BERLIN, Feb 1 (Reuters) – Germany could not complete a review of the planned sale of chip supplier Siltronic to Taiwan’s GlobalWafers (6488.TWO) before a deadline set by the prospective buyer expired on Monday, scuppering the 4.35 billion euro ($4.89 billion) deal, its economy ministry said.
“It was not possible to complete all the necessary review steps as part of the investment review – this applies in particular to the review of the antitrust approval by the Chinese authorities, which was only granted last week,” a spokesperson for the ministry said.
On Jan. 21, China’s market regulator said it would give conditional approval for the acquisition. read more
The German ministry said if GlobalWafers made a new acquisition attempt, an investment review would be carried out again.
The chairman and chief executive officer of GlobalWafers, Doris Hsu, said the outcome was “very disappointing” and the company would “analyse the non-decision of the German government and consider its impact on our future investment strategy”.
“Europe remains an important market for GlobalWafers and it remains committed to the customers and employees in the region,” the company said in a statement, adding that it would have to pay a termination fee of 50 million euros since regulatory approvals were not obtained.
In a separate statement, Siltronic confirmed the takeover offer had expired due to the German ministry’s inaction and that the company stood to receive the termination fee.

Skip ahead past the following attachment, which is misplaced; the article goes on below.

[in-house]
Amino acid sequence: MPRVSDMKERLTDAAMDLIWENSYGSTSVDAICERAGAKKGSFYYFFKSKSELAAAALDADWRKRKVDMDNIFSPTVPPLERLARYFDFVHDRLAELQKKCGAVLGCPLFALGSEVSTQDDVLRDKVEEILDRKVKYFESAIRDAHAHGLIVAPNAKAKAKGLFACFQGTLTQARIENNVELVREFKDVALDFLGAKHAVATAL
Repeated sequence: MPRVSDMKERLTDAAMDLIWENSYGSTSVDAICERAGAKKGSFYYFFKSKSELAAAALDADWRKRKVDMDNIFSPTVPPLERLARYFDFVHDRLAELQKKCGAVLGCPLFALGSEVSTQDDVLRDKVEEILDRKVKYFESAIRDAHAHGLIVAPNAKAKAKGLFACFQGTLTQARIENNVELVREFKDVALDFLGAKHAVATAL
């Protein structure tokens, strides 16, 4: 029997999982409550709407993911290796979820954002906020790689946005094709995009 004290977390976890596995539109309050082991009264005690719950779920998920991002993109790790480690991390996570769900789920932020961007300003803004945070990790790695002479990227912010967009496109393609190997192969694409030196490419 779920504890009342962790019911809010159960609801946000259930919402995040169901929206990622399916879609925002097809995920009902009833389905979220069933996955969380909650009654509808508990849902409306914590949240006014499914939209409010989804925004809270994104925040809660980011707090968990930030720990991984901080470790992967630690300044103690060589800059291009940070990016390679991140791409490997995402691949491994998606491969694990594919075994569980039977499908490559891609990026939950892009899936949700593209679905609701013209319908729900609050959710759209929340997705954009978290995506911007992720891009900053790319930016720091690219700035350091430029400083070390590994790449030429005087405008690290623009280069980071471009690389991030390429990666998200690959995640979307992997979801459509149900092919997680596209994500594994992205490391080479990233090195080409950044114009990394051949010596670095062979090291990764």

The deal would have created the second-largest maker of 300-millimetre wafers, behind Japan’s Shin-Etsu (4063.T), as the semiconductor industry consolidates.
Germany has become wary of changes to its high-tech supply network after carmakers, one of its major sectors, were hit by a global shortage of microchips.
A recent takeover of a European semiconductor company by an Asian buyer that did go through was the purchase of Dialog Semiconductor by Japan’s Renesas Electronics Corp (6723.T).
GlobalWafers secured a majority stake in Siltronic last year and initially hoped to have the transaction wrapped up in late 2021.
Hsu told newspaper Handelsblatt last week that the company would probably invest in the United States if the deal failed.